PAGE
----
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Old Jan 20, 2003, 12:32 AM
rkremser
Guest
n/a Posts
fuel filters, refueling, and stoping engine

I"m a newbie and have finished building my heli. All that is left is a fuel
filter between the tank and the carb. Now I haven't flown yet waiting to
purchase this filter and have a few questions about which is best. From
what I have seen there are 2 basic types a single in line filter then a t
shaped filter. I can only guess that the "t" filter is it aide in refueling
so that you don't have to remove the fuel line from the carb but what
prevents fuel from coming out of this, would you just cap it with a short
piece of kinked tubing? There are other filters that I have seen that have
a valve built in. Which is the best solution for a beginner, I"m looking
really for the easiest solution with the least amount of disconnecting of
tubes. The other part of the question is how does one actually stop the
engine. If you close the throttle all of the way is this enough to stall
the engine or do you need to pinch off the fuel line to stop? If you do
have to pinch, can you use one of the filters with a valve on it and just
turn off the valve? Thanks for any input.


Old Jan 20, 2003, 03:42 AM
Philip Martin
Guest
n/a Posts
Re: fuel filters, refueling, and stoping engine

I like to use the Quick UK fuel filters, they have a large filter area, are
easy to strip and clean and you can colour coordinate them)

I unplug the fuel line from the tank to the filter for fuelling, not from
the filter to the carb. That way you wont get any shit from the filler line
into the carb, but then I also use a small filter on the filler line. The
problem you will find with the double filter units is cleaning them.

As for stopping the engine I use one of the Quick fuel line clamps between
the filter and carb. Bring the engine down to idle and then clamp the line,
remembering to hold the rotor head as this 'running lean' might give you a
short increase in engine speed. This will then run the engine fairly dry of
fuel and help prevent any problem because you left the engine with moisture
attracting fuel inside it. This also prevents any fuel from leaking into the
engine whilst not in use.

There is a daffy of expensive, fancy fuelling systems out there but it just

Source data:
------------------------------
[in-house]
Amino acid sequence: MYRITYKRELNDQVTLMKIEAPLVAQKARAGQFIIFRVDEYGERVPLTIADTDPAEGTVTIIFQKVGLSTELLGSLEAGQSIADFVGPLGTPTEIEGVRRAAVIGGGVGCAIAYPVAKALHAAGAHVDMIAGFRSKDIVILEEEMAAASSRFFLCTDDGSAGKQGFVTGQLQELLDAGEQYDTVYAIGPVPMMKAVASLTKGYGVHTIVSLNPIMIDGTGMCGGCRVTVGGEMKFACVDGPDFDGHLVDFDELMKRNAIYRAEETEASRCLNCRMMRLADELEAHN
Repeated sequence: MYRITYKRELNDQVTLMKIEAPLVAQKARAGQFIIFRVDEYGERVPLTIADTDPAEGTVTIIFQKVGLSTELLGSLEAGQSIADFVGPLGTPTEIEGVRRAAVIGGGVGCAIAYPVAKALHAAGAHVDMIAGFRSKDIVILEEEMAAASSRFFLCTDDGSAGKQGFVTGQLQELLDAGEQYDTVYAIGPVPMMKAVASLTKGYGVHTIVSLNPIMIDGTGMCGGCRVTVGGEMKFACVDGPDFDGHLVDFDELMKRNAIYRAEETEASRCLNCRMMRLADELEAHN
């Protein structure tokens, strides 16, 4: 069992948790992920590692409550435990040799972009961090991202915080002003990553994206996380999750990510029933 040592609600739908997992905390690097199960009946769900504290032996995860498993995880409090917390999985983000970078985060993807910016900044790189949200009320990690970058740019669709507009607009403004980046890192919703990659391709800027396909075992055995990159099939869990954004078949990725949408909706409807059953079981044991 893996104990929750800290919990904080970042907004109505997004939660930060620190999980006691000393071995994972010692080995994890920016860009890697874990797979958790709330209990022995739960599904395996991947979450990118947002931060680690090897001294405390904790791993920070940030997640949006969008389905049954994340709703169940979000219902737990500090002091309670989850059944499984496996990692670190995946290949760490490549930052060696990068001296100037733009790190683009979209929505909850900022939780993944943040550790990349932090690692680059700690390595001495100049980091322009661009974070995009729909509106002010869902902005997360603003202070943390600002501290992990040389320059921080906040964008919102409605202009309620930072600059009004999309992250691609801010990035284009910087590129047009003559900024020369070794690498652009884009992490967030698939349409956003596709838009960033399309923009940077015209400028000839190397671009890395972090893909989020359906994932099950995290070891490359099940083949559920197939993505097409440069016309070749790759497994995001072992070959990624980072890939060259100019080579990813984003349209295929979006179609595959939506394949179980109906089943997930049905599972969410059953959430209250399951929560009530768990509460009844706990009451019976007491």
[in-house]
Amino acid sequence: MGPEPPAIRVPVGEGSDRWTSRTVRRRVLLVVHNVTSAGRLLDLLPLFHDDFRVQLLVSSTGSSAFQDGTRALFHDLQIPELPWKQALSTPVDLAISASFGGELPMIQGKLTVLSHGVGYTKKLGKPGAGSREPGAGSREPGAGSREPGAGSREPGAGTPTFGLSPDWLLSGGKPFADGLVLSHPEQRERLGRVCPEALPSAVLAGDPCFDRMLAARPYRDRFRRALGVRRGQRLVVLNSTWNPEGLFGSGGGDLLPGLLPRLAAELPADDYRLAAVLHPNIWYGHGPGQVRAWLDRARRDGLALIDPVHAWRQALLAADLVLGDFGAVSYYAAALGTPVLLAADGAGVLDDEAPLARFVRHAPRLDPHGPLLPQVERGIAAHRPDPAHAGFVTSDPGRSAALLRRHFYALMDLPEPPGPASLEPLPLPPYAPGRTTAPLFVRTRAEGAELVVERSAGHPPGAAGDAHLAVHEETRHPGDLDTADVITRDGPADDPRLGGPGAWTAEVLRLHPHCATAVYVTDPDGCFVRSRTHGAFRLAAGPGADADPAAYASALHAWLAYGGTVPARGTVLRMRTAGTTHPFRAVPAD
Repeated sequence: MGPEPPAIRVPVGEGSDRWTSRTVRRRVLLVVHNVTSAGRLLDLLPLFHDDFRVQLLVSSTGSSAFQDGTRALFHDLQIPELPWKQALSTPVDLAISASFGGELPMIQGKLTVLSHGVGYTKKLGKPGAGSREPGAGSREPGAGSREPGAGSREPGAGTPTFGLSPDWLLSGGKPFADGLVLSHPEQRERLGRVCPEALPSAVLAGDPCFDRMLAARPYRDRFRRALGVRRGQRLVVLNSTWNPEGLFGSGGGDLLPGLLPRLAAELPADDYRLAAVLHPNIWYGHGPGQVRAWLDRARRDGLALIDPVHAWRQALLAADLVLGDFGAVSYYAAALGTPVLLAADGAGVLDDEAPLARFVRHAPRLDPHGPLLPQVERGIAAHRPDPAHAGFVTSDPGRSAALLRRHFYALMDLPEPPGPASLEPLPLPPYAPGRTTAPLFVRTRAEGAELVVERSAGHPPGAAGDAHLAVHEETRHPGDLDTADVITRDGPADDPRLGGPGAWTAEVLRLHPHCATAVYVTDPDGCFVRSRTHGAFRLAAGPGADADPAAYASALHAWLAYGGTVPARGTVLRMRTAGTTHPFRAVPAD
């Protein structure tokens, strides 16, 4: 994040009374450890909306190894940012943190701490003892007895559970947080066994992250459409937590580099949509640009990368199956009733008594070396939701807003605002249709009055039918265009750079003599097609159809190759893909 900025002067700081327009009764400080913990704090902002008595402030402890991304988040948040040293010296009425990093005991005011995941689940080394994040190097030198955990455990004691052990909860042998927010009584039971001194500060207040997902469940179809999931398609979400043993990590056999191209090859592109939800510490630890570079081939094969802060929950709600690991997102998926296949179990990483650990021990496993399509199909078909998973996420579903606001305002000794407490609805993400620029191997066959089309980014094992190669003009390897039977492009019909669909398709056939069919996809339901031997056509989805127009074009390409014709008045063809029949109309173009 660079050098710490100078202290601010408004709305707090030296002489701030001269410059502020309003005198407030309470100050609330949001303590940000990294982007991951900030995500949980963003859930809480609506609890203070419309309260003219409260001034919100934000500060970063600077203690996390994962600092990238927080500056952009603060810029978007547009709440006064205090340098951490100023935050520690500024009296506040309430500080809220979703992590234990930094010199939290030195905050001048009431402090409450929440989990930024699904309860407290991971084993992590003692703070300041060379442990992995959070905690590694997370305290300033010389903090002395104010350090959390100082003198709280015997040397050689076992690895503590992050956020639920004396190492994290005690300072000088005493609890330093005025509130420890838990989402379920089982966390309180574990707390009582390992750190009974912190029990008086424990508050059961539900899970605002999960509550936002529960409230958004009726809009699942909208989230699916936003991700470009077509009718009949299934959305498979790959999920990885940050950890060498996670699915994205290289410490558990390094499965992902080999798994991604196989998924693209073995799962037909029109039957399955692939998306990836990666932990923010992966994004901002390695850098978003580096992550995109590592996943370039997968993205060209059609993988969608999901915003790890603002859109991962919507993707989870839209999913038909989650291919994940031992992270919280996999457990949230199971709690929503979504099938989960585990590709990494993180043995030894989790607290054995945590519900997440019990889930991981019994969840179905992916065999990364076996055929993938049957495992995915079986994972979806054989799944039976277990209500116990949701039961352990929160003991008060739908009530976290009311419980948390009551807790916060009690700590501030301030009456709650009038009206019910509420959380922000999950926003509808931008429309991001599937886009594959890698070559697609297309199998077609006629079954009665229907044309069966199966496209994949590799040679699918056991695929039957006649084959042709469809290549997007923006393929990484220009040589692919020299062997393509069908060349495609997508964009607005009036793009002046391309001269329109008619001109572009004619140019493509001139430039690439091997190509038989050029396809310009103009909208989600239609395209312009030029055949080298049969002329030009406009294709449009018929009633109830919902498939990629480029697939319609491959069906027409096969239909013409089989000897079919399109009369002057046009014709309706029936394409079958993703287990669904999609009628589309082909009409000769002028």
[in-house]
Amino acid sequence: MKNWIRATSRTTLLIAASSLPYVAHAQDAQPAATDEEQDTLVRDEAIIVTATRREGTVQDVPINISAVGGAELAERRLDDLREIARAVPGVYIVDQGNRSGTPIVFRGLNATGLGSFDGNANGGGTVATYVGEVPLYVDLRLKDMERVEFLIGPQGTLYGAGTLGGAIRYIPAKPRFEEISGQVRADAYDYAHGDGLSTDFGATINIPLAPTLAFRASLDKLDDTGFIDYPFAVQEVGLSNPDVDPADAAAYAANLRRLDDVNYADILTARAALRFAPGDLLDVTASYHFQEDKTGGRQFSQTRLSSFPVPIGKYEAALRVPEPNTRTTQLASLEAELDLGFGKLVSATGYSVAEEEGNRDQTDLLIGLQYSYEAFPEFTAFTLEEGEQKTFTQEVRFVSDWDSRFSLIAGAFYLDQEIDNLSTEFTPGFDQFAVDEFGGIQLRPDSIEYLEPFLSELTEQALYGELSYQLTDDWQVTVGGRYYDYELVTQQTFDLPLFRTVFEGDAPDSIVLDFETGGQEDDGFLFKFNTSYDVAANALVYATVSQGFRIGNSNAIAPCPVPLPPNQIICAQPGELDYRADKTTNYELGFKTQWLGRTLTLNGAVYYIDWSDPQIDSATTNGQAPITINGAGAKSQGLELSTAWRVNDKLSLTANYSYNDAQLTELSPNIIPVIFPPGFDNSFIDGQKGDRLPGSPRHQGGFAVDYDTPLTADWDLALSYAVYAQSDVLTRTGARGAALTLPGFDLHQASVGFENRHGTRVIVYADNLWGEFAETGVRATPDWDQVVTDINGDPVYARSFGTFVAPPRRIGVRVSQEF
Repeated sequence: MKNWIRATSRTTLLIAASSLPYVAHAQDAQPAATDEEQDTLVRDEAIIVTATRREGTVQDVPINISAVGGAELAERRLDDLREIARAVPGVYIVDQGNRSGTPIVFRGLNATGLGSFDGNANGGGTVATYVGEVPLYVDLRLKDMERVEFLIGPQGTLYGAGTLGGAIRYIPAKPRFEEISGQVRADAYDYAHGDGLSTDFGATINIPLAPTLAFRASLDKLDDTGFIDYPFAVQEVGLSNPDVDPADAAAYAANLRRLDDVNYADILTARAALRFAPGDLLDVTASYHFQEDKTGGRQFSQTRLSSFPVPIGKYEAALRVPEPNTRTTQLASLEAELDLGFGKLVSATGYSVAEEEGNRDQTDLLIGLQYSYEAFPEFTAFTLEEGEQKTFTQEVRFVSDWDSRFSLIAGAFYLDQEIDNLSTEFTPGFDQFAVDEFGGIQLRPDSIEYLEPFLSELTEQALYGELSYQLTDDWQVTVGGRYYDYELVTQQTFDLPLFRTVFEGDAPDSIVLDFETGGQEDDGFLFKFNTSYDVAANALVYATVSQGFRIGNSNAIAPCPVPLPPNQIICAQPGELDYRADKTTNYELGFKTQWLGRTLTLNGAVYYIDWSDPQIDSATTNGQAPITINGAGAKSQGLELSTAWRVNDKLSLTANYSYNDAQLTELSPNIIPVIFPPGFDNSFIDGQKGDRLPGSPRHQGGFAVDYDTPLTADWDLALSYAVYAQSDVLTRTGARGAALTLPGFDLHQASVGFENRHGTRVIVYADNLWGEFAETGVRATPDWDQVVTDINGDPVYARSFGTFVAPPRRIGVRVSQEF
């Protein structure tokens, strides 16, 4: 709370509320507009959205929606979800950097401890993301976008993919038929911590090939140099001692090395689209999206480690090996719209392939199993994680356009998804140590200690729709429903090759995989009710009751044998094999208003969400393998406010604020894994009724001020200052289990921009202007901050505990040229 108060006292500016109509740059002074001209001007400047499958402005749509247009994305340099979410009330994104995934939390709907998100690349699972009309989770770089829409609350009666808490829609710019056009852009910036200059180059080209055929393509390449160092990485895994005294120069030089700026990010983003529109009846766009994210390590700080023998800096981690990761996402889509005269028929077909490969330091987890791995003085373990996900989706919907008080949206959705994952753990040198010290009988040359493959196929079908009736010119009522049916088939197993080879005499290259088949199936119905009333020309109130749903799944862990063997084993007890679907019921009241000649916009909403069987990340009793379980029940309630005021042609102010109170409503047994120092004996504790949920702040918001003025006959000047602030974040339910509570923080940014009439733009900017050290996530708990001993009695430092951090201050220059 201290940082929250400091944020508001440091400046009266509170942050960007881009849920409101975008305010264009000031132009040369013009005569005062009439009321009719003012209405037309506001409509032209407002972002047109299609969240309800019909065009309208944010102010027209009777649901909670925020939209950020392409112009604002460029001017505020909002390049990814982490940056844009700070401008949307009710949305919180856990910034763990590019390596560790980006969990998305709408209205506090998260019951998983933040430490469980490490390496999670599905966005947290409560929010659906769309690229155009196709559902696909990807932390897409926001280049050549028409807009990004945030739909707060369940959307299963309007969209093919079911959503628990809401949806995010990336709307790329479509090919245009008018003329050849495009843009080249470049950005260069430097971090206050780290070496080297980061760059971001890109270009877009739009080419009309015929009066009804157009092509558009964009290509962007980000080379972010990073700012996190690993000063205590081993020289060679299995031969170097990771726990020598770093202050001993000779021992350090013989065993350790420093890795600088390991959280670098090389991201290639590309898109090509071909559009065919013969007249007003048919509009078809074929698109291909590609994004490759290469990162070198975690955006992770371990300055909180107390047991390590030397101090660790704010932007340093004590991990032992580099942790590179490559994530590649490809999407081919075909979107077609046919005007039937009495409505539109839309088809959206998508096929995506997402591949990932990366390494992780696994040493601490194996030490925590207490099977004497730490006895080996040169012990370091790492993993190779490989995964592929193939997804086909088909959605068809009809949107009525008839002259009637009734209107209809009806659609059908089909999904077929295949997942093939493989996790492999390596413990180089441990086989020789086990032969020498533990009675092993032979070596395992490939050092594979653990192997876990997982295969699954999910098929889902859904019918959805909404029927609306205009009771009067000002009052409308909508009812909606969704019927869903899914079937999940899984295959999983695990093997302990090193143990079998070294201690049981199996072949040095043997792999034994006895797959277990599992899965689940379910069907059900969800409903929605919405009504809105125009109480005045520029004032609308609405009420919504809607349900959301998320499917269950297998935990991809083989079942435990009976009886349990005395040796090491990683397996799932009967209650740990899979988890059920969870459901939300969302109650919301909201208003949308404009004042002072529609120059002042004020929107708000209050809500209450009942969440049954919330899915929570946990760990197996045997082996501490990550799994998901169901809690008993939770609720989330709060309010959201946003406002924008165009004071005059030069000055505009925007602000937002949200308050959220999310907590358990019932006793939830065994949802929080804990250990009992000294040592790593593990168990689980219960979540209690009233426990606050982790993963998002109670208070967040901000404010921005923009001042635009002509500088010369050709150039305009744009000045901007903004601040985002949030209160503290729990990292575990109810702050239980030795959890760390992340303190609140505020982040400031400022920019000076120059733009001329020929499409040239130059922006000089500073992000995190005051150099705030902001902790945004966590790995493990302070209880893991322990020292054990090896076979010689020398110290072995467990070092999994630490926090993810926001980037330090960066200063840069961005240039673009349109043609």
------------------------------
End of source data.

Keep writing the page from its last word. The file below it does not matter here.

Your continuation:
depends how much you want to spend. And remember, what you fit to one, you
might have to fit to the next one, and so on, to fuel the buggers up without
further messing about;o)

Phil Martin.



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Old Jan 21, 2003, 09:12 AM
Siam Heli
Guest
n/a Posts
Re: fuel filters, refueling, and stoping engine

Stopping your engine is best achieved by getting your radio settings right
and 'kill' it with a sufficiently closed throttle.
Anything else is unsafe or a least inconvenient in my book

With the material available to me, pulling off fuel lines for re-fuelling
reduces the lifespan of nitro hoses considerably (getting shorter all the
time).
Better to have a T-valve, they aren't expensive either....

Martin



"Philip Martin" <philip.martin1@btinternet.com> wrote in message
news:b0gc1d$otdmc$1@ID-129488.news.dfncis.de...
>
> I like to use the Quick UK fuel filters, they have a large filter area,

are
> easy to strip and clean and you can colour coordinate them)
>
> I unplug the fuel line from the tank to the filter for fuelling, not from
> the filter to the carb. That way you wont get any shit from the filler

line
> into the carb, but then I also use a small filter on the filler line. The
> problem you will find with the double filter units is cleaning them.
>
> As for stopping the engine I use one of the Quick fuel line clamps between
> the filter and carb. Bring the engine down to idle and then clamp the

line,
> remembering to hold the rotor head as this 'running lean' might give you a
> short increase in engine speed. This will then run the engine fairly dry

of
> fuel and help prevent any problem because you left the engine with

moisture
> attracting fuel inside it. This also prevents any fuel from leaking into

the
> engine whilst not in use.
>
> There is a daffy of expensive, fancy fuelling systems out there but it

just
> depends how much you want to spend. And remember, what you fit to one, you
> might have to fit to the next one, and so on, to fuel the buggers up

without
> further messing about;o)
>
> Phil Martin.
>
>
>
> ---
> Outgoing mail is certified Virus Free.
> Checked by AVG anti-virus system (http://www.grisoft.com).
> Version: 6.0.443 / Virus Database: 248 - Release Date: 10/01/2003
>
>



 


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